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Exploring the Influence of Michael Jackson on Contemporary Art

  • David LaChapelle - An illuminating path, 1998, Courtesy of the American singer, David LaChapelle
June 16, 2018
Andreja Velimirović is a passionate content writer with a knack for art and old movies. Majoring in art history, he is an expert on avant-garde modern movements and medieval church fresco decorations. Feel free to contact him via this email: andreja.velimirovic@widewalls.ch

The staff of the National Portrait Gallery in London is tirelessly setting the stage for their next landmark exhibition, one that will analyze the influence of Michael Jackson and his music on some of the leading names in contemporary art. Titled Michael Jackson: On the Wall, this show will comprehensively span across several generations of leading artists across a multitude of media, all of whom found some source of inspiration within the work of the legendary American singer.

All the names included in the show’s program, despite coming from different generations, parts of the world and artistic backgrounds, were at some point in their careers utterly fascinated by the things Jackson, his music and dance moves represented in terms of American culture.

Rarely do we have an opportunity to explore such a famous person’s career and have something new to say about the individual in question, but this is certainly one of those rare and precious cases where there’s still some uncharted territories. Michael Jackson: On the Wall will open in the summer of 2018 and will coincide with what would have been Michael Jackson’s 60th birthday on August 29, 2018.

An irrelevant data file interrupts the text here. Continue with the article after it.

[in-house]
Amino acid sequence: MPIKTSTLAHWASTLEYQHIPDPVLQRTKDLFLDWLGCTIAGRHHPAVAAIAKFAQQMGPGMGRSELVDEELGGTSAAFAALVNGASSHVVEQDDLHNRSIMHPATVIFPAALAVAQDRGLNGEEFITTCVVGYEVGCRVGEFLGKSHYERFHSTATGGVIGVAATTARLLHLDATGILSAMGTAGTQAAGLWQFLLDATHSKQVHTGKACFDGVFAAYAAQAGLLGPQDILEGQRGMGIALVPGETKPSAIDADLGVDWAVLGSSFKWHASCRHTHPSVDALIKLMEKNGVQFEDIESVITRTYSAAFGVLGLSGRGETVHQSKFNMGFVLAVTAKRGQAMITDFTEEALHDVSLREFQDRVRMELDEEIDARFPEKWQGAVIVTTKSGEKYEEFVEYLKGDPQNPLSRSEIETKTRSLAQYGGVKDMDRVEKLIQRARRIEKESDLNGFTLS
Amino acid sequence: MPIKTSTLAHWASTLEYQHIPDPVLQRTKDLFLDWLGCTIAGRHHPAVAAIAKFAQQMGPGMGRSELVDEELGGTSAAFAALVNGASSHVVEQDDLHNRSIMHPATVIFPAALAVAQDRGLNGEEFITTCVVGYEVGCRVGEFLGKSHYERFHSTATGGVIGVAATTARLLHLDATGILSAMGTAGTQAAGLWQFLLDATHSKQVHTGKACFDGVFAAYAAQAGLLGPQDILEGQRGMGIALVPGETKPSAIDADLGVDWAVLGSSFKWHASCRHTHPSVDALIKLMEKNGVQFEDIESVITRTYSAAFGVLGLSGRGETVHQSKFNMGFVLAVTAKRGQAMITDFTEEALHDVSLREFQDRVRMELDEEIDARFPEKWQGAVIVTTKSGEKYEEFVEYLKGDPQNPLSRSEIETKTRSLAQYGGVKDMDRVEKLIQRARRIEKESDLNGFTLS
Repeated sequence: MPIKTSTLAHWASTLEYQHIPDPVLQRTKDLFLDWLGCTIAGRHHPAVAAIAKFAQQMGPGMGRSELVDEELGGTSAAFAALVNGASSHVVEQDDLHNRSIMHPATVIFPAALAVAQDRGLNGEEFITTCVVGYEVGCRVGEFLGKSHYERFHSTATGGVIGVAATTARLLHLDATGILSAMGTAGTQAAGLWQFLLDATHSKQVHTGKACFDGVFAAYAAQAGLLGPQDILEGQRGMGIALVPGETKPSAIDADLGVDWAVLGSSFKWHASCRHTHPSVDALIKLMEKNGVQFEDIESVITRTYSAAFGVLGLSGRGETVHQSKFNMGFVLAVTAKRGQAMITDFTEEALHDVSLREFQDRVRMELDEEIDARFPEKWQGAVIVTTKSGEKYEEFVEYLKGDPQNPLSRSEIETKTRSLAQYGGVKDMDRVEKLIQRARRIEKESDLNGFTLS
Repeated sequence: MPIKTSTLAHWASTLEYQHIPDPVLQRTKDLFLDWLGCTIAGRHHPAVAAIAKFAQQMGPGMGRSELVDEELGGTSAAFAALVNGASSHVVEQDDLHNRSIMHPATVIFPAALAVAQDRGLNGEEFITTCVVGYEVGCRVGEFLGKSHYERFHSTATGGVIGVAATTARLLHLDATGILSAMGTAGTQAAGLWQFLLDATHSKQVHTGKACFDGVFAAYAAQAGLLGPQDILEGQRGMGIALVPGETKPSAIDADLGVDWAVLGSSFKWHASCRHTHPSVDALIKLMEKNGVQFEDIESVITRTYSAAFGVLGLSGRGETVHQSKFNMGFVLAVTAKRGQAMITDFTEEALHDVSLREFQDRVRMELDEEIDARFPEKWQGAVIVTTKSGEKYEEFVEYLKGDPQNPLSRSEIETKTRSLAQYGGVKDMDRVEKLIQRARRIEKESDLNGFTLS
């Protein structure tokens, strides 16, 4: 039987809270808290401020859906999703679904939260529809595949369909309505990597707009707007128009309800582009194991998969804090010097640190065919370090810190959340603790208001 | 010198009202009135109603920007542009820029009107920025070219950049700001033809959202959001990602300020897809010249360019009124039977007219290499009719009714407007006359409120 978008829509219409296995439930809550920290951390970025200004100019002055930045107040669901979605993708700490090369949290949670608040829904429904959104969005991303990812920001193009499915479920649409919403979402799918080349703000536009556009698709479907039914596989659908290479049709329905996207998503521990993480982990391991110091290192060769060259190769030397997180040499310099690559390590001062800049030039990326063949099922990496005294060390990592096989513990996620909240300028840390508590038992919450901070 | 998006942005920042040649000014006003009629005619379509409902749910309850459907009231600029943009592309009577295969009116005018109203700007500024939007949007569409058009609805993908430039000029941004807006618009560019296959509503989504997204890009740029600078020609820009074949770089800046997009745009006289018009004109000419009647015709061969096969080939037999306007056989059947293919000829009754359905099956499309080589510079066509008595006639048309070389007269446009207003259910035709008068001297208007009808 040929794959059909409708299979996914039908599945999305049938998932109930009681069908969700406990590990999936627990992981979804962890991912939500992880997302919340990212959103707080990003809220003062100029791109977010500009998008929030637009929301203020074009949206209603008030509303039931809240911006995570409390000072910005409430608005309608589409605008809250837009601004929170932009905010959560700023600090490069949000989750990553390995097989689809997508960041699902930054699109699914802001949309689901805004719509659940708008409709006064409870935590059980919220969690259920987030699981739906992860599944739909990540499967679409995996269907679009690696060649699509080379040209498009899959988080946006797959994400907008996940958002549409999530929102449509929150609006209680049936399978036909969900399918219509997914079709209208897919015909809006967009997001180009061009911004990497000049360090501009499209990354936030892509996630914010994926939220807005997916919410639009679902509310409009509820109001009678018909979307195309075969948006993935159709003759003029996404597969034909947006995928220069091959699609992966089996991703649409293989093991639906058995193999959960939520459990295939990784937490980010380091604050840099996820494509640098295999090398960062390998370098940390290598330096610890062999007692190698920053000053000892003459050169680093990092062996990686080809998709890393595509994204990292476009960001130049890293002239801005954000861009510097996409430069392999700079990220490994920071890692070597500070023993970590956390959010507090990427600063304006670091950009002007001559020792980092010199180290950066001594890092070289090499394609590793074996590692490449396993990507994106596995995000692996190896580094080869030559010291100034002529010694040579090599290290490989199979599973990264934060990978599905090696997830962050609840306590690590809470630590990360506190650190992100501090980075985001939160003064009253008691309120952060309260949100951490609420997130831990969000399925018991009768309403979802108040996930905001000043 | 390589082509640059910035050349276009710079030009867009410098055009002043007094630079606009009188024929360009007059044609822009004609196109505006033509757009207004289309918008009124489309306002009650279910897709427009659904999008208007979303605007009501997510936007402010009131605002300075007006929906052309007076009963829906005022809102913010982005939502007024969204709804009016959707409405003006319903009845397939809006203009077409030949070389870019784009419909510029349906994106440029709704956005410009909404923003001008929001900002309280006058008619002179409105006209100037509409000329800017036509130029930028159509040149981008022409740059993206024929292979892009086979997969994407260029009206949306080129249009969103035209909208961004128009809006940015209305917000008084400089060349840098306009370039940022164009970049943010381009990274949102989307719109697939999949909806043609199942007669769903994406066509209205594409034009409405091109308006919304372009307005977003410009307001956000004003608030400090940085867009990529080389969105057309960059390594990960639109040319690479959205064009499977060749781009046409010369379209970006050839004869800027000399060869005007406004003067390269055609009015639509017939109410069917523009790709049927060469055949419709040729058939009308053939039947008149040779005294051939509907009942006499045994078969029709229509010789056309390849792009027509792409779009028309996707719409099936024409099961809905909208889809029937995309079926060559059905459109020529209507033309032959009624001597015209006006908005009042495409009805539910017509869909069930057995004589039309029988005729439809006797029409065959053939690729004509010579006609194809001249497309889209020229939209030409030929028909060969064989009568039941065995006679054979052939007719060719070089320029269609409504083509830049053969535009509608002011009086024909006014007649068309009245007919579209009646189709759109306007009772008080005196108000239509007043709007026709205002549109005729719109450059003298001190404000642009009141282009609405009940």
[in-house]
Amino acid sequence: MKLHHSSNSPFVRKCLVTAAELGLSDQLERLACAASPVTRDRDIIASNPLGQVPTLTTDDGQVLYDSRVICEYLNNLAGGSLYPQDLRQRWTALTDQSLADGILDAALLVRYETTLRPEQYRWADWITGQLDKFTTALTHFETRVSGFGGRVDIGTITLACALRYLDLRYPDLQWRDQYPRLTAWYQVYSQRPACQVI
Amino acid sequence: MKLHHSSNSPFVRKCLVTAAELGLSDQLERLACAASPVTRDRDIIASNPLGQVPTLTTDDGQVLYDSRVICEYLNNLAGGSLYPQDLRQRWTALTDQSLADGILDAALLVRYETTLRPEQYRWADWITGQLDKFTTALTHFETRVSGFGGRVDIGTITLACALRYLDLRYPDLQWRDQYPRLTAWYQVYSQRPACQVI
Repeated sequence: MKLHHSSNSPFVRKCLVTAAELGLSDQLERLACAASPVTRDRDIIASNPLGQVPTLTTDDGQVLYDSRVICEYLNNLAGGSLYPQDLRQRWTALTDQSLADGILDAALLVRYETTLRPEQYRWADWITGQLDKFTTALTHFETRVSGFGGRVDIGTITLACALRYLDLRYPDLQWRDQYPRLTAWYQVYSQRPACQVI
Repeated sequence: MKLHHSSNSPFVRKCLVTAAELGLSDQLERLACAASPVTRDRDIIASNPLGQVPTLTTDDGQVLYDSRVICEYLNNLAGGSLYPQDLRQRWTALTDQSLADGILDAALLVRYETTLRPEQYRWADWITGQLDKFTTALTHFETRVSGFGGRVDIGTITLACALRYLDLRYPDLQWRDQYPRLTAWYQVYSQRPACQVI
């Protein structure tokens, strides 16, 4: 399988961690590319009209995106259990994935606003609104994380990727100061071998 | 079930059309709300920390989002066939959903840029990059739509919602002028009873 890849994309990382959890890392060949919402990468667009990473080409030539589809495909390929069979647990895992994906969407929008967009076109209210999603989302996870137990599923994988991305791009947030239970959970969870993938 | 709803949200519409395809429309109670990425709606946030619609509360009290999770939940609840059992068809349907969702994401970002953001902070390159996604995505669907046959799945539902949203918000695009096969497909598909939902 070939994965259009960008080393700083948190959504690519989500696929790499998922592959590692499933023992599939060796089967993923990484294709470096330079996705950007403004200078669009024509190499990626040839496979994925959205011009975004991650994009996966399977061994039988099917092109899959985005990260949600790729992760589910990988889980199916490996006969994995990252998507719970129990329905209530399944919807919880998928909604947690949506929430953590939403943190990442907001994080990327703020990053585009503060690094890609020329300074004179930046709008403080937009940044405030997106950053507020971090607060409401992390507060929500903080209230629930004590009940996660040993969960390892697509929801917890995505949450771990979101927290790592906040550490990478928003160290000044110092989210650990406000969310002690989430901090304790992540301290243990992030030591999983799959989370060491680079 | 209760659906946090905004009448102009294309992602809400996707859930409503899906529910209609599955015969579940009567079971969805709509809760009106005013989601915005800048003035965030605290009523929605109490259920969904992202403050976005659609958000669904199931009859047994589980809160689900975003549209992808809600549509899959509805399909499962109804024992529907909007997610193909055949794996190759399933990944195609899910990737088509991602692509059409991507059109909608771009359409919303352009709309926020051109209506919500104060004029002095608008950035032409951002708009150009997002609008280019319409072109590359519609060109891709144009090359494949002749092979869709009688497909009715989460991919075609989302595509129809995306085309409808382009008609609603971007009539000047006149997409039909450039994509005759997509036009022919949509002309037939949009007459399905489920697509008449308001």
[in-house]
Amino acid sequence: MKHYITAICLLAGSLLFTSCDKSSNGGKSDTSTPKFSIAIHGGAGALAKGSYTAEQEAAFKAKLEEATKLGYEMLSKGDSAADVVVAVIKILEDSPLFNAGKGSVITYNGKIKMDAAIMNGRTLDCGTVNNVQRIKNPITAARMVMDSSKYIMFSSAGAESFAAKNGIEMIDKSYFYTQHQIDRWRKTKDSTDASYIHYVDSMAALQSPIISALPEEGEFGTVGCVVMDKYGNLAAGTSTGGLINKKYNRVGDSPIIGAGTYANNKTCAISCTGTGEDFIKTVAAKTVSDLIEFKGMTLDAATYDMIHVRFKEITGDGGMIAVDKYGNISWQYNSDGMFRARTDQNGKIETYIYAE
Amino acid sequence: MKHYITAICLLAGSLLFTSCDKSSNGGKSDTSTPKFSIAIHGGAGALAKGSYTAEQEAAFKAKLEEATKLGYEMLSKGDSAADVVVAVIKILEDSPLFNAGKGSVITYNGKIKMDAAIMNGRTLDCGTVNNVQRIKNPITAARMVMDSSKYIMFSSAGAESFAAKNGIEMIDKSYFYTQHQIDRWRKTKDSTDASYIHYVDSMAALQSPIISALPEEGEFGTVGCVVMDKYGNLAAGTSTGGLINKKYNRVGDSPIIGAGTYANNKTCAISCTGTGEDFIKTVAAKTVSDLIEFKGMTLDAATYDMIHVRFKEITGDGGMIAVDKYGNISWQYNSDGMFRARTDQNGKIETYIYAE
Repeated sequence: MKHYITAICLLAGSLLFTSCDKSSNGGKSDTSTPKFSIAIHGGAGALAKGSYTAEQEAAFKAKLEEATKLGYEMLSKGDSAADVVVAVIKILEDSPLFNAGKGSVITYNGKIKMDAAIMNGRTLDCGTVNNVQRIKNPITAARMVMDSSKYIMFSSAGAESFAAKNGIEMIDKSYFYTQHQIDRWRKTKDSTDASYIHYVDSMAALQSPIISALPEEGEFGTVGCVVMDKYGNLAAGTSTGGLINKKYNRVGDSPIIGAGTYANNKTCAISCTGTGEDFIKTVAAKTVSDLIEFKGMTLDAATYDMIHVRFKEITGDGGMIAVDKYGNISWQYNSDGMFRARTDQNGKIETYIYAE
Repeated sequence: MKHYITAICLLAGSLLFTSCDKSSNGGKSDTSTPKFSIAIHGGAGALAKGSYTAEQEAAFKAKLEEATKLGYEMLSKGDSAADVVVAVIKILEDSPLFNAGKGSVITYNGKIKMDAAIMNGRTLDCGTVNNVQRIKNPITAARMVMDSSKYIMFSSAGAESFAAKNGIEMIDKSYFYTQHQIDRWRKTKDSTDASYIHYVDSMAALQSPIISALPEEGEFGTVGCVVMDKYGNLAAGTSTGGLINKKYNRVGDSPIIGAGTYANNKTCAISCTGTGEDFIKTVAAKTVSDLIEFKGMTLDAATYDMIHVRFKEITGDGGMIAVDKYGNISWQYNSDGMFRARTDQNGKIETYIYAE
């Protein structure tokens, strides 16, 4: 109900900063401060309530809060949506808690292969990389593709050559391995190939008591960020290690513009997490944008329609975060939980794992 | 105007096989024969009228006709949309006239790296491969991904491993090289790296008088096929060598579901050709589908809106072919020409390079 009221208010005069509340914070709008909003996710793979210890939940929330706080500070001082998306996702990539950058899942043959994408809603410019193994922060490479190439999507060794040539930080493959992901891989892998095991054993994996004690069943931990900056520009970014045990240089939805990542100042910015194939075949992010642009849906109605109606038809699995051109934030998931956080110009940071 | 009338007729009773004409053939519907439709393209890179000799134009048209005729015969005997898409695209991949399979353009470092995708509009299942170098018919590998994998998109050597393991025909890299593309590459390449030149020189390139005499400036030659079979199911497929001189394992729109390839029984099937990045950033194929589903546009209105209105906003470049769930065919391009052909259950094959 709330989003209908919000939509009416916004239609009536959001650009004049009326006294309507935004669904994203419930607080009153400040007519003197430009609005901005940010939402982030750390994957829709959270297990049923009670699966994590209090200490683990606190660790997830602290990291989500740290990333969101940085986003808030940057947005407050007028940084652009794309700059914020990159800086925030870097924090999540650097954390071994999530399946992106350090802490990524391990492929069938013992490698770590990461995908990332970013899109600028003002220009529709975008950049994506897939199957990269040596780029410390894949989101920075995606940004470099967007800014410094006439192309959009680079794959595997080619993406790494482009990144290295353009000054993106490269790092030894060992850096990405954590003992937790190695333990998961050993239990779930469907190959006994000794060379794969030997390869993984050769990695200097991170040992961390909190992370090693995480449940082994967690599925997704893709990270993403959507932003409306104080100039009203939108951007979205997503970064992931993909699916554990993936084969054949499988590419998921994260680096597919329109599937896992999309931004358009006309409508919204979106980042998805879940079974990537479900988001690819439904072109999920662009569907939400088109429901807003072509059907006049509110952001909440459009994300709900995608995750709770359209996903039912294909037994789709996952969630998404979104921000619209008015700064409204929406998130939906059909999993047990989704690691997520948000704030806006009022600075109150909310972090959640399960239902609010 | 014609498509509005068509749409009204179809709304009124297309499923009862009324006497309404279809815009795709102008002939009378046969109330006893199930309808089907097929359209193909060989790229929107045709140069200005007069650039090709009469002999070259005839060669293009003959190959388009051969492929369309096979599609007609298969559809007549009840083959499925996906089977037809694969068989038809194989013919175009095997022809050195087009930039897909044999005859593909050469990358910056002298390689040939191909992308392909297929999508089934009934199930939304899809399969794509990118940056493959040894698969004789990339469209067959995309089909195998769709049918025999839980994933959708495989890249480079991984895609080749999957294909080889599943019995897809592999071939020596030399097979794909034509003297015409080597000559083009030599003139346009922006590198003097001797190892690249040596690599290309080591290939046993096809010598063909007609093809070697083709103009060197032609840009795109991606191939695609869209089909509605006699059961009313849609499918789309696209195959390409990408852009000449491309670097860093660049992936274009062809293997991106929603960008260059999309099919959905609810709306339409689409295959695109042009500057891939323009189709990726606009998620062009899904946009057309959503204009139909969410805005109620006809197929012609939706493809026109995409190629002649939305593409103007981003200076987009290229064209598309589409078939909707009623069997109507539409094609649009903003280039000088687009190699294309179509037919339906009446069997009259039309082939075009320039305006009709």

Andy Warhol - Michael Jackson, 1984
Andy Warhol – Michael Jackson, 1984. National Portrait Gallery, Smithsonian Institution, Washington DC. Gift of Time magazine

Michael Jackson, More Than Entertainment

Michael Jackson is unquestionably one of the most influential cultural figures that emerged from the 20th century. Even now, about ten years after the time of his shocking passing, Michael’s legacy continues to shine brightly throughout the landscape of 21st-century popular culture. His best album works are still being sold and continue to grow in popularity, his short films are still watched, and his enormous fan base remains as influenced by his music as it ever was.

All in all, Michael Jackson’s impact and fame show no real signs of diminishing and the questions raised by him as a social phenomenon are still as relevant today as they were a few decades ago.

Jackson’s significance is broadly acknowledged in terms of his music, videos, dance choreographies and fashion, but his impact on contemporary art is an untold story that often manages to fly under the radar.

This is something that’s about to change as Michael Jackson: On the Wall will be an exhibition of an incredible scale and will feature a rich array of notable international loans from institutions and collectors across the globe.

Michael Jackson: Unmasked (Full Documentary)

Michael Jackson and His Influences on Contemporary Art

As an addition to all the barriers he overturned during his lifetime, the American Pop singer has become one of the most depicted cultural figures in visual art by an extraordinary array of leading contemporary painters, which logically reflected strongly on his influence.

This phenomenon’s initial roots can roughly be traced all the way to the year of 1982, when Andy Warhol first used the musician’s image in a print. Of course, Jackson was already a cultural icon by that point and his name rang out all over the world, but Warhol instigated a wave of visual artists incorporating depictions of the King of Pop into their artworks.